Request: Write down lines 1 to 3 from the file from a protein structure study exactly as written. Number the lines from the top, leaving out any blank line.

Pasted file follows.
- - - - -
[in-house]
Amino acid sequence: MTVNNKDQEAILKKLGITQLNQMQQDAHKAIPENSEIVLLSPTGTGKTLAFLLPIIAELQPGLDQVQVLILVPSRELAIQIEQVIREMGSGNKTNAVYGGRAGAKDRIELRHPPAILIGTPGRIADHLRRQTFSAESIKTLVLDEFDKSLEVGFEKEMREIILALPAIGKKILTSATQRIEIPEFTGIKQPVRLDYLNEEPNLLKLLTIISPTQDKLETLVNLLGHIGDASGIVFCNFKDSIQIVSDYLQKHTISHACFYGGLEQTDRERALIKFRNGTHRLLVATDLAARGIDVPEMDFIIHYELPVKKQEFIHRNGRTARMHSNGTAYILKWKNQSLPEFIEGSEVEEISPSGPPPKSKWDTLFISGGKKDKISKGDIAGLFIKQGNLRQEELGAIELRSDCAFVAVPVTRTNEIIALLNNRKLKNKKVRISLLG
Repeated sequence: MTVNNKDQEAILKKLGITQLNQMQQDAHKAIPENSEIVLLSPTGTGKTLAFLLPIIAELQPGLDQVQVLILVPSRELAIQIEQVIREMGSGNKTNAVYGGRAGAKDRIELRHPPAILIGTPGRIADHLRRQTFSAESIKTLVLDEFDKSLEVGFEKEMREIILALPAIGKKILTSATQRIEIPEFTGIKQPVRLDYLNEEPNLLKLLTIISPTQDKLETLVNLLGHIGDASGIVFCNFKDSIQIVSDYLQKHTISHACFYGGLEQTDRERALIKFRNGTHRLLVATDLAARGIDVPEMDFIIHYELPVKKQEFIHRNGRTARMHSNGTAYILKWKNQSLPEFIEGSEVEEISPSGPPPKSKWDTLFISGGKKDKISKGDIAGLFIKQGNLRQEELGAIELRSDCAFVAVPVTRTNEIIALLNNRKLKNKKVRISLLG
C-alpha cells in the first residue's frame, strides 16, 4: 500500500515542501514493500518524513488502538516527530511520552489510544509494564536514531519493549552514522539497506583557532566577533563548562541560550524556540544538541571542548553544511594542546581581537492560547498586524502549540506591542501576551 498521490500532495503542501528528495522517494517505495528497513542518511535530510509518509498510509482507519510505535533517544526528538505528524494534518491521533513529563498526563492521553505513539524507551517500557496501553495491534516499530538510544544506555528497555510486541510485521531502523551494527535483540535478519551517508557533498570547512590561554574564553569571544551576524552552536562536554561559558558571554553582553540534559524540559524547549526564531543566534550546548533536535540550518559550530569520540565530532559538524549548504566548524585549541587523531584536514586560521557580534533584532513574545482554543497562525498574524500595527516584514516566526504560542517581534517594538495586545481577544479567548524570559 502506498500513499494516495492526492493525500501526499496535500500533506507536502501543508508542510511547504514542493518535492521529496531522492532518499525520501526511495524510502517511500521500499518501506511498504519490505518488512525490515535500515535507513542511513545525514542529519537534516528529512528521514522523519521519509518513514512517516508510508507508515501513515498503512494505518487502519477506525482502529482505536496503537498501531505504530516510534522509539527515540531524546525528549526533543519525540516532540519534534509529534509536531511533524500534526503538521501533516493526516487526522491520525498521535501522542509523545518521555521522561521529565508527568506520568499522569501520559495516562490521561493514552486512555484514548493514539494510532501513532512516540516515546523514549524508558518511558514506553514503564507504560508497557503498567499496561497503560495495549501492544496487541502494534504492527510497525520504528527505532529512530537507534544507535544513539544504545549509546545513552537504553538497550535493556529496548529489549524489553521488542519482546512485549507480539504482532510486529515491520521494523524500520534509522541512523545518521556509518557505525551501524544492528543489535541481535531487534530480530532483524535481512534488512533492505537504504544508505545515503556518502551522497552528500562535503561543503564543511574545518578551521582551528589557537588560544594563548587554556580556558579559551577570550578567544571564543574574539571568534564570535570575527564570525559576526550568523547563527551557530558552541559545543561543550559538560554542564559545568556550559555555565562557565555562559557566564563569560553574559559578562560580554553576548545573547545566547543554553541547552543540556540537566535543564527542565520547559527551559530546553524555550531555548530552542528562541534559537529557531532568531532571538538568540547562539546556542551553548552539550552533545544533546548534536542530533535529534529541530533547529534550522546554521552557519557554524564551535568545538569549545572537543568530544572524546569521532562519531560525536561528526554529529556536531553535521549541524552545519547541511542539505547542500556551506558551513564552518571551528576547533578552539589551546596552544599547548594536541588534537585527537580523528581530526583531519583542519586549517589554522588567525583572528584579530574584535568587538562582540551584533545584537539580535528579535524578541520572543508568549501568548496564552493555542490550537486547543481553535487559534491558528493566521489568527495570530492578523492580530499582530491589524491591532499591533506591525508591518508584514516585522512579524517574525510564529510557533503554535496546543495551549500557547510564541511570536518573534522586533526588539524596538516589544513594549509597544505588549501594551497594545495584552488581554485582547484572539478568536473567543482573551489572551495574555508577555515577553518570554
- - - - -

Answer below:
[in-house]
Amino acid sequence: MTVNNKDQEAILKKLGITQLNQMQQDAHKAIPENSEIVLLSPTGTGKTLAFLLPIIAELQPGLDQVQVLILVPSRELAIQIEQVIREMGSGNKTNAVYGGRAGAKDRIELRHPPAILIGTPGRIADHLRRQTFSAESIKTLVLDEFDKSLEVGFEKEMREIILALPAIGKKILTSATQRIEIPEFTGIKQPVRLDYLNEEPNLLKLLTIISPTQDKLETLVNLLGHIGDASGIVFCNFKDSIQIVSDYLQKHTISHACFYGGLEQTDRERALIKFRNGTHRLLVATDLAARGIDVPEMDFIIHYELPVKKQEFIHRNGRTARMHSNGTAYILKWKNQSLPEFIEGSEVEEISPSGPPPKSKWDTLFISGGKKDKISKGDIAGLFIKQGNLRQEELGAIELRSDCAFVAVPVTRTNEIIALLNNRKLKNKKVRISLLG
Repeated sequence: MTVNNKDQEAILKKLGITQLNQMQQDAHKAIPENSEIVLLSPTGTGKTLAFLLPIIAELQPGLDQVQVLILVPSRELAIQIEQVIREMGSGNKTNAVYGGRAGAKDRIELRHPPAILIGTPGRIADHLRRQTFSAESIKTLVLDEFDKSLEVGFEKEMREIILALPAIGKKILTSATQRIEIPEFTGIKQPVRLDYLNEEPNLLKLLTIISPTQDKLETLVNLLGHIGDASGIVFCNFKDSIQIVSDYLQKHTISHACFYGGLEQTDRERALIKFRNGTHRLLVATDLAARGIDVPEMDFIIHYELPVKKQEFIHRNGRTARMHSNGTAYILKWKNQSLPEFIEGSEVEEISPSGPPPKSKWDTLFISGGKKDKISKGDIAGLFIKQGNLRQEELGAIELRSDCAFVAVPVTRTNEIIALLNNRKLKNKKVRISLLG